At the end of last week, many people shared their thoughts on Thanksgiving and how the themes of Thanksgiving can be translated into the classroom.
An atmosphere of safety and trust: I, too, am very grateful that I get to experience Thanksgiving each year with my family, and I recognize how important it is that help our students experience a safe environment where they feel comfortable creating and collaborating. I really enjoyed Rafe Esquith’s book Teach Like Your Hair is on Fire. It talks about ways to create this safe trusting environment in the classroom, and I really liked his ideas. He talked about introducing the students to the 6 Levels of Moral Development at the beginning of each year. He creates high expectations for each of his students by asking each of them to act according to their own moral code.
A place where my needs are met: Some of my peers, Kay Kay and Kari, have mentioned how they think it is good for a teacher to keep extra supplies in their room so that the students always feel like they have what they need. I have had multiple teachers who kept pencils, snacks, and even extra feminine products in their classroom for students who needed them. I hope to do something similar in my own classroom.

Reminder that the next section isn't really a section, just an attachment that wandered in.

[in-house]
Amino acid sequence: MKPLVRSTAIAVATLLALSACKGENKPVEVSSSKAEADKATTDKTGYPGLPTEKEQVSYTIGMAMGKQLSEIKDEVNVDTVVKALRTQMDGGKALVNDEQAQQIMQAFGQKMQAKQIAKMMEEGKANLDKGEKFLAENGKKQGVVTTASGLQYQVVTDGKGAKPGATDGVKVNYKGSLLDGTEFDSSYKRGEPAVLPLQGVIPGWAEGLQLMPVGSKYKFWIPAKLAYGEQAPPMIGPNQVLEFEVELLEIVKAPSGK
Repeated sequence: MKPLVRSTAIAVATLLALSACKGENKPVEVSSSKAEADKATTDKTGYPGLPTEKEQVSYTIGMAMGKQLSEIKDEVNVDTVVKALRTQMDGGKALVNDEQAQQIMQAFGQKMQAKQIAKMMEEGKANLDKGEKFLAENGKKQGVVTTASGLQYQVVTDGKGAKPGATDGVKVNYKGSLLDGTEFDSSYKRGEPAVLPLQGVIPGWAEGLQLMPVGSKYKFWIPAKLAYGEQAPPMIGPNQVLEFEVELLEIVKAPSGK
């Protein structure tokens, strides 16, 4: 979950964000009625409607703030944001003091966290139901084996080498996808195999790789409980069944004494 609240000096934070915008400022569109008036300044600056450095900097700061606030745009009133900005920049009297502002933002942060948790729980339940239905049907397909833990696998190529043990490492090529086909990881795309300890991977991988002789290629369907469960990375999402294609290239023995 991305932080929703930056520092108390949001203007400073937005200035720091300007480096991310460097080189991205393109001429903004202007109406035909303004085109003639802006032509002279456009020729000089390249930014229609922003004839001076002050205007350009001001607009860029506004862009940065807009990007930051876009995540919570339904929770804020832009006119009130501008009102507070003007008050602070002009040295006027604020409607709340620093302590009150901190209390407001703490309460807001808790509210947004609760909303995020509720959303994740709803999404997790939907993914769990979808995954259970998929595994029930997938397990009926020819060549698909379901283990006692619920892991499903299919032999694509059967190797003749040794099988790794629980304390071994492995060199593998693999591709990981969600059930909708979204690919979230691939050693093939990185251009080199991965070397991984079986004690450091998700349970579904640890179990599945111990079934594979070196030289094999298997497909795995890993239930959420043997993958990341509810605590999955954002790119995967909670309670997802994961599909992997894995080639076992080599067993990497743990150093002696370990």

A place where individuality is celebrated and collaboration is welcome: I also wanted to mention how Thanksgiving can be used as a theme to celebrate diversity. In one of my other classes, some girls did a presentation on a book which they would use in a third grade classroom. It talked about how many cultures all around the world celebrate the time of year which we harvest crops. So while we recognize it as an American holiday where the natives and the pilgrims made peace, I think it is important to add a cultural perspective. (or even a more realistic version, instead of the fairy-tale-like story we tell our kiddos) There can also be an element of cross-content added if we talk about seasons and the earth’s rotation as reasons for the harvest time of year.